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Thursday, 13 October 1988
Page: 1665

Mr TIM FISCHER(10.35) —I rise tonight to reject the comments made by the honourable member for Petrie (Mr Johns). It is interesting that he finds the need to get up and dissect the coalition's veterans' affairs policy. The reason is that that policy is being well accepted in the veterans constituency and the war widows constituency right around Australia, because it is all about a fair go for veterans after three years of cutbacks and complex changes imposed by this Federal Labor Government.

Let me spell out some of those cutbacks and complex changes. How can we justify, for example, the decision in the May 1985 mini-Budget which imposed a $300 limit on several categories of dental treatment, with no consumer price index adjustment, with the result that a number of veterans have suffered directly in terms of their dental health care and have been denied that dental care to which they are truly entitled? That is just one cutback. What about the halving of the country travel allowance by the stroke of a pen, from some 27c a kilometre to 11c a kilometre with just a slight upward adjustment since 1985? Again that is a real cutback on veterans. As my colleague the honourable member for Gippsland (Mr McGauran) has pointed out, they are just two of the many cutbacks imposed since May 1985 which have hit hard at the veterans, the war widows, the ex-Service personnel and indeed the serving personnel ahead of their retirement.

I will track back through some of the other cutbacks to refresh the memory of the honourable member. Look at the 2 per cent cutback on Defence Force retirement benefits pensions, the one the Government said it would fix up. It still has not fixed it up, not even in the most recent Budget. What we have had over the last three years and five months is a range of cutbacks and a range of complex changes which are bitterly resented by the veterans. One has only to meet with the Returned Services League, with war widows organisations, with the Australian Veterans and Defence Service Council and other organisations to get the real thinking of these people. That is why the Liberal and National parties came out with a policy entitled `A fair go for veterans', one which provided a series of initiatives which it ill becomes the honourable member to rubbish, because those initiatives are in accord with and arise from discussions with veterans' organisations, and are in accord with and arise from in part, in fact in anticipation of, the report of the Veterans' Entitlements Act Monitoring Committee.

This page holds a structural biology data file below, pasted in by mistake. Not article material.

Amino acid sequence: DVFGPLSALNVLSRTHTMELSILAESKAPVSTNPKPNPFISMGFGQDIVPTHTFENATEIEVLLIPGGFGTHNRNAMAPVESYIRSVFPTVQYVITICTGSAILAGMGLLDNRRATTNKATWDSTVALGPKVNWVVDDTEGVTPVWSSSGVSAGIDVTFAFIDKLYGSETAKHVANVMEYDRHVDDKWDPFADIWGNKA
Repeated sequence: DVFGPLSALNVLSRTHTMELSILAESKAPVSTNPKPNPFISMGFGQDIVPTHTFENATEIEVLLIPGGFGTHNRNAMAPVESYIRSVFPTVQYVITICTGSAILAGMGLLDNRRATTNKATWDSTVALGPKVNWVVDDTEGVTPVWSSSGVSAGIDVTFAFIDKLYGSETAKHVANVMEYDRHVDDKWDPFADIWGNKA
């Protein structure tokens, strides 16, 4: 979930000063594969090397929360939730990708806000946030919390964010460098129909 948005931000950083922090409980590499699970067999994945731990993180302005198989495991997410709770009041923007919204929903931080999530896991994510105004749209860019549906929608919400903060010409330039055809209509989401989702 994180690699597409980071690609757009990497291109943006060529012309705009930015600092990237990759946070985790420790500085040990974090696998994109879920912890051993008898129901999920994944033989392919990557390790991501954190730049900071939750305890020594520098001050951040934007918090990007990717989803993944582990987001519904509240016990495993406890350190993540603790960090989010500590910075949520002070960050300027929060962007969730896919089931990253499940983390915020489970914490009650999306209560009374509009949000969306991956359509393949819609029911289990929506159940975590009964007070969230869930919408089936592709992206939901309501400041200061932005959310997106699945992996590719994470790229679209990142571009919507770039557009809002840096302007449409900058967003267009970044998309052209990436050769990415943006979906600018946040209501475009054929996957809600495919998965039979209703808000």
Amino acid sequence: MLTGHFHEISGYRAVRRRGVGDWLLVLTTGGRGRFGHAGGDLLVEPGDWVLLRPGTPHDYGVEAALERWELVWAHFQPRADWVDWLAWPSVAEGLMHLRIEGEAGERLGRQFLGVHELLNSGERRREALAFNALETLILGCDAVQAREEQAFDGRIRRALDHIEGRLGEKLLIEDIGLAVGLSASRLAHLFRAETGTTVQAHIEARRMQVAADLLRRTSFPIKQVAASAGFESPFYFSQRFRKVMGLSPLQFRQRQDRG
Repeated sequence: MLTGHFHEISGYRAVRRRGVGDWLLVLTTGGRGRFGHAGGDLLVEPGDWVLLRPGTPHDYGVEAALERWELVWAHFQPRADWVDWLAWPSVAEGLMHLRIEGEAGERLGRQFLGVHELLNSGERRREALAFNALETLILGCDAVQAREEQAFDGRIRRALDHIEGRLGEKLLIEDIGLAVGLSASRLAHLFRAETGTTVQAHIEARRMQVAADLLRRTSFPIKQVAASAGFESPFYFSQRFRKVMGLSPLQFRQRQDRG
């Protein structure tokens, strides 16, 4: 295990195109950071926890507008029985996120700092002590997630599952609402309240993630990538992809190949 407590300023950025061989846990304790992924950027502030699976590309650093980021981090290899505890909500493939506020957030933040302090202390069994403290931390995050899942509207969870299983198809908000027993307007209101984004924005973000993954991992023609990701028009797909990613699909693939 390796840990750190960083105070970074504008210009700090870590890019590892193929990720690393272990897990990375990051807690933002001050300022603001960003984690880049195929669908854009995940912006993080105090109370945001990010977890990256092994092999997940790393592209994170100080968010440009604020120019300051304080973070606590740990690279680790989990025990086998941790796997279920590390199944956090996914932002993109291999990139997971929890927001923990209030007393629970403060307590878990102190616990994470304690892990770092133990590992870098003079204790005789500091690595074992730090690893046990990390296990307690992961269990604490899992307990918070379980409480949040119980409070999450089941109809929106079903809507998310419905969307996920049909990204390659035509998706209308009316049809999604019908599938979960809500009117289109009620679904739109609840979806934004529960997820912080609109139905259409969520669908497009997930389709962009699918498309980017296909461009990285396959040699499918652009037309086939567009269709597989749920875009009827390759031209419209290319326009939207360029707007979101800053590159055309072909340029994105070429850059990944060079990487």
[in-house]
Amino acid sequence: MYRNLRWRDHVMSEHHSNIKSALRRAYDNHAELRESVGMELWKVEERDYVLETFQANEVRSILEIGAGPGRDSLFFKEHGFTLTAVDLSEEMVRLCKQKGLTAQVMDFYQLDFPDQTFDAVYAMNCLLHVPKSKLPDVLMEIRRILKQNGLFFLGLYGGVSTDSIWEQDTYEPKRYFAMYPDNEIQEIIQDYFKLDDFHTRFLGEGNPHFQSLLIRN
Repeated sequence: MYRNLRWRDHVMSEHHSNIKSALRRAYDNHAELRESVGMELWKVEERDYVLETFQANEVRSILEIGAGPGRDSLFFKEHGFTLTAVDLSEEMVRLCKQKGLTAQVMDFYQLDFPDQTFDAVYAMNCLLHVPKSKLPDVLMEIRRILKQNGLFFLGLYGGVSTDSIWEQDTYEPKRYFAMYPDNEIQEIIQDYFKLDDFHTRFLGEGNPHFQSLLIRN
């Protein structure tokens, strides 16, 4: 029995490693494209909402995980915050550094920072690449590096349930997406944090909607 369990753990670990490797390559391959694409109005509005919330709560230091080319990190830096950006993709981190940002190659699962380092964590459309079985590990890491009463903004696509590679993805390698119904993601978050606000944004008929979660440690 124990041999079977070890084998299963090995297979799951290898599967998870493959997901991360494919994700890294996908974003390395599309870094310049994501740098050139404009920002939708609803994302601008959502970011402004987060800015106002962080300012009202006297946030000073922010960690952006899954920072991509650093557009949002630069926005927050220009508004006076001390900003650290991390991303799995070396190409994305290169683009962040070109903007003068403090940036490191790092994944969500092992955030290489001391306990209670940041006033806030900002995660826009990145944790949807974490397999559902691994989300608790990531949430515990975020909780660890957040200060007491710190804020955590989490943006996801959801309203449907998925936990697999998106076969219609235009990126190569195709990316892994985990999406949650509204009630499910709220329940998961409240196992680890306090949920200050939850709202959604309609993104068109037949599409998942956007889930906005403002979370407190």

During the winter recess I finalised, and shadow Cabinet and a joint party meeting approved, the veterans' affairs policy. I launched that during the winter recess, to very strong acclaim I might add from a wide cross-section of veteran office bearers. A month later came the independent Monitoring Committee report which was in accord with, and picked up, our policy centrepiece of the extreme disablement adjustment, which has subsequently been picked up in the Budget. So our policy was the catalyst for the introduction of the extreme disablement adjustment, and it is merely a step along the path to rectifying that totally and permanently incapacitated pension anomaly which this same Labor Government created in the May 1985 mini-Budget.

I totally reject what the honourable member for Petrie has told the House tonight. I believe our policy represents a very careful, constructive and responsible alternative to the approach of the Federal Labor Party over the last three years in particular, and one which is welcomed by veterans at large right across Australia.

The Government made the announcement this week about `Westpacing' the defence service home loans scheme. It said, `Wait until we spell out the details and ramifications associated with that announcement next week'. In making that announcement the Government failed to provide portability to all existing loan holders-another centrepiece of the alternative coalition policy on veterans' affairs. Clearly, the honourable member for Petrie has failed in making out his case here tonight. We are all about a fair go for those who have served their country in time of war. I take this opportunity to salute and to wish well all those veterans who are gathering in Melbourne for the Vietnam veterans international reunion which is being held this weekend.